Cloudy, 66Cloudy, 66°F

Arnold Arboretum

Our Alumni

Organized by end date


Stacey Young sq The research of Stacey Leicht Young, Arnold Arboretum Putnam Fellow, examined the ecological and reproductive strategies required for lianas (woody vines) to be successful in its environment. Utilizing the Arboretum’s Leventritt Shrub and Vine collection, Stacy compared and contrasted the functional traits of North American species with East Asian species growing in a common environment.
Julia Paltseva was a summer research assistant in the Wolkovich Lab. She assisted in setting up lab and field experiments both at the Arboretum and at the Harvard Forest.
Kate Morozova Profile A recent graduate from the University of Connecticut, Kate Morozova was a Research Assistant in the Friedman Lab. One project that she was involved with was to examine the surface structure of Ginkgo biloba using scanning electron microscopy.
Sally_AApic A Harvard Undergraduate, Sally Gee was the recipient of a Grants-in-Aid Award. Working on a summer research project with Ailene Ettinger and Elizabeth Wolkovich, Sally focused on collecting and analyzing trait data from various trees at the Arboretum.
Ling Guo is a curator at the Beijing Botanic Garden and a Jewett Prize recipient. Utilizing the Arboretum’s Malus collection, she conducted research to improve the databases and knowledge of ornamental crabapples as a Registration Authority. Her database will focus on the flowers of Malus to improve the understanding of flowering time.
Utilizing the conifer collection, Guangyou Hao, Arnold Arboretum Putnam Fellow, studied the differences in the structural, physiological, and mechanical properties of water transport and xylem hydraulics between evergreen and deciduous conifers (which shed their leaves). Guangyou is now a Research Professor at the Institute of Applied Ecology at the Chinese Academy of Sciences.
Ursula_King Ursula King is a PhD student at the University of Connecticut, interested in the evolution of aquatic plants. Specifically, she is developing molecular markers to explore the population dynamics and reproductive biology of Najas flexilis (Hydrocharitaceae), a monoecious, freshwater annual, in which pollination is entirely underwater. As a visiting fellow in the Friedman Lab, Ursula learned techniques to observe ovule development in this species.
The research interests of Cary Pirone, Arnold Arboretum Putnam Fellow, lay primarily in understanding how chemical signals mediate biological phenomena. Currently, she is exploring the complexities of pollination drops (ovular secretions) of several conifer species and ginkgo using biochemical and anatomical approaches.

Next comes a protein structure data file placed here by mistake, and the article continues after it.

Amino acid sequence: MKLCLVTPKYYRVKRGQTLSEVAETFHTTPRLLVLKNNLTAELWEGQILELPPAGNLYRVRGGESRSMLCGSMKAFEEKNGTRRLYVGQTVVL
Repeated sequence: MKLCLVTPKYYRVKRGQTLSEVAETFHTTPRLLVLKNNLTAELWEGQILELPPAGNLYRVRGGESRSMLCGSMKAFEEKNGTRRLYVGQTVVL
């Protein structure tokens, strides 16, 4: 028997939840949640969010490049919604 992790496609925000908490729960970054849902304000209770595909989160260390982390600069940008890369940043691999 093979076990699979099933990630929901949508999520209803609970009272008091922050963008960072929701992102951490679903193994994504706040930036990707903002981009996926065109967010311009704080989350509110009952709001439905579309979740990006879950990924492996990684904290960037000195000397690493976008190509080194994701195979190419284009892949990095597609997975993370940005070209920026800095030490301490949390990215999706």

Sarah Mathews was a Sargent Fellow and principal investigator at the Arnold Arboretum. She is interested in plant phylogenetics and in the question of how changes in light-sensing systems have influenced the ability of plants to survive and diversify. The Mathews Lab uses phylogenetic, genetic, and comparative physiological approaches to explore the links between molecular and functional evolution in the phytochrome photoreceptor family.
A PhD Candidate at the University of Melbourne in Australia, Stephanie Conway is interested in the role of the shoot apical meristem in the evolution of shoot architecture. As a visiting fellow in the Friedman Lab, she focused on shoot apical meristems utilizing the extensive collection of gymnosperms at the Arboretum.
Julien Bachelier Julien Bachelier was a post-doctoral fellow in the Friedman Lab. His work focuses on the evolution of seed plants, particularly in the origin of flowering plants and the evolutionary development of flower and carpel. Julien’s thesis investigations compared the structure and development of flowers in closely related families such the Anacardiaceae and the Burseraceae.
A visiting scholar in the Friedman Lab, Biao Jin, Associate Professor at Yangzhou University, is interested in exploring the evolution of reproductive biology from gymosperms to angiosperms.
Jorge Lora is a Jewett Prize Recipient and a post-doctoral fellow with Professors Iñaki Hormaza and Maria Herrero at Experimental Research Stations – CSIC, Spain. Using members of the Arboretum’s Rosaceae collection, he compared ovule morphology from the earliest stages to maturity as well as the expression pattern of a gene thought to be important in ovule development.
Francesca Secchi The research of Francesca Secchi, a postdoctoral researcher in the Zwieniecki Lab, aims at understanding the principles of the biological function of vascular systems in plants. Her current research is focused on embolism formation and refilling using molecular, physiological, and biophysical approaches.
durio Arnold Arboretum Sargent Fellow Maciej Zwieniecki addresses the structure, surface chemistry, and mechanical properties of the network of fluid conduits in plants. The Zwieniecki Lab studies the specialized cells that distribute water, solutes, and energy over long distances, as well as how the terminal exchange surfaces (roots and leaves) interface with the environment.